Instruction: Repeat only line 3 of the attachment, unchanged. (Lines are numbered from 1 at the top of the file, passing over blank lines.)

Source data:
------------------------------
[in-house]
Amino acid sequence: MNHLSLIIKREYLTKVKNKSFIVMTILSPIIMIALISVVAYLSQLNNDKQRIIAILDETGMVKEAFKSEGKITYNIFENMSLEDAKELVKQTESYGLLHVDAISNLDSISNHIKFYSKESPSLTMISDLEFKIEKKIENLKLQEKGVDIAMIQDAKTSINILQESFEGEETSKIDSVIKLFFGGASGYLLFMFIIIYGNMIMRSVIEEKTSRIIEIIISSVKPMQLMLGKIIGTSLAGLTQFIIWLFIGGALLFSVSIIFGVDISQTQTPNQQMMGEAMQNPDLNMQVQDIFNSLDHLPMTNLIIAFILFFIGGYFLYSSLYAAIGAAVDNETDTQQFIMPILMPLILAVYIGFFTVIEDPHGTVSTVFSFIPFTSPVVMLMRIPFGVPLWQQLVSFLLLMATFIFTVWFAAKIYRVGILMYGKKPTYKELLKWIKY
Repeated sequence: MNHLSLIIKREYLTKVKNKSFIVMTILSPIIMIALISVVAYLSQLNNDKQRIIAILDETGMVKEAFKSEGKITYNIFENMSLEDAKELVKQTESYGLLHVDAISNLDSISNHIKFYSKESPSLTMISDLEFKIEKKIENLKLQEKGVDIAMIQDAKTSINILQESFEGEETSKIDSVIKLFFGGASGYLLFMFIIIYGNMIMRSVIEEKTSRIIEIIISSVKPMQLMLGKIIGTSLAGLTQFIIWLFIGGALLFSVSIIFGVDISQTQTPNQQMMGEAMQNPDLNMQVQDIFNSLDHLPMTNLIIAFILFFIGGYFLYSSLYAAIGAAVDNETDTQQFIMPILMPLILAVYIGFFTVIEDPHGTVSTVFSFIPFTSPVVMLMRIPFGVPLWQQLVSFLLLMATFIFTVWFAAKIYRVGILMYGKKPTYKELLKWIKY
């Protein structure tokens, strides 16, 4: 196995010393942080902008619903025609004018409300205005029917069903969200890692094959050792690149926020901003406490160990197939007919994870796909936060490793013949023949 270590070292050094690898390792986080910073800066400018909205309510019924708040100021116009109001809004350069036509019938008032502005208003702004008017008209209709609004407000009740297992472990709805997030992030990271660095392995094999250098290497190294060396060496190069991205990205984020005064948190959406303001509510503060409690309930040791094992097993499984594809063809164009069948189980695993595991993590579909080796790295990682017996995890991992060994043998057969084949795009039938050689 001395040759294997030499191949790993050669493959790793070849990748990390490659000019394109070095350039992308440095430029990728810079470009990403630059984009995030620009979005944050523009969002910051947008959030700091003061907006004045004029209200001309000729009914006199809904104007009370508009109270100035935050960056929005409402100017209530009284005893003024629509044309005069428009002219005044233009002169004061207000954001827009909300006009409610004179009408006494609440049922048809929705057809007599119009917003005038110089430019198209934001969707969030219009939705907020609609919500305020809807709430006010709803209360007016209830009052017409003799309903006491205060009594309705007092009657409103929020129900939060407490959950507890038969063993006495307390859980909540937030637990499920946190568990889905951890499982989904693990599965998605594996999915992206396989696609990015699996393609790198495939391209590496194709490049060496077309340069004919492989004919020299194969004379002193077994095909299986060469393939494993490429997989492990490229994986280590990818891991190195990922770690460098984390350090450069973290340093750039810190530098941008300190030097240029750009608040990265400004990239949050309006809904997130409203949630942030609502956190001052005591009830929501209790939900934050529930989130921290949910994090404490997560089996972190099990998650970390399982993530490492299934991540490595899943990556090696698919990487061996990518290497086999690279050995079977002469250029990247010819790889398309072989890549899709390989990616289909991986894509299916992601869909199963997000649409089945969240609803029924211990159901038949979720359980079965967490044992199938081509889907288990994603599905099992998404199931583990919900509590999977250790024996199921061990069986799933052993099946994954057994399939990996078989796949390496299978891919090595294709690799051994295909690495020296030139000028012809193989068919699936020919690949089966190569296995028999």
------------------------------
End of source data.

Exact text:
Repeated sequence: MNHLSLIIKREYLTKVKNKSFIVMTILSPIIMIALISVVAYLSQLNNDKQRIIAILDETGMVKEAFKSEGKITYNIFENMSLEDAKELVKQTESYGLLHVDAISNLDSISNHIKFYSKESPSLTMISDLEFKIEKKIENLKLQEKGVDIAMIQDAKTSINILQESFEGEETSKIDSVIKLFFGGASGYLLFMFIIIYGNMIMRSVIEEKTSRIIEIIISSVKPMQLMLGKIIGTSLAGLTQFIIWLFIGGALLFSVSIIFGVDISQTQTPNQQMMGEAMQNPDLNMQVQDIFNSLDHLPMTNLIIAFILFFIGGYFLYSSLYAAIGAAVDNETDTQQFIMPILMPLILAVYIGFFTVIEDPHGTVSTVFSFIPFTSPVVMLMRIPFGVPLWQQLVSFLLLMATFIFTVWFAAKIYRVGILMYGKKPTYKELLKWIKY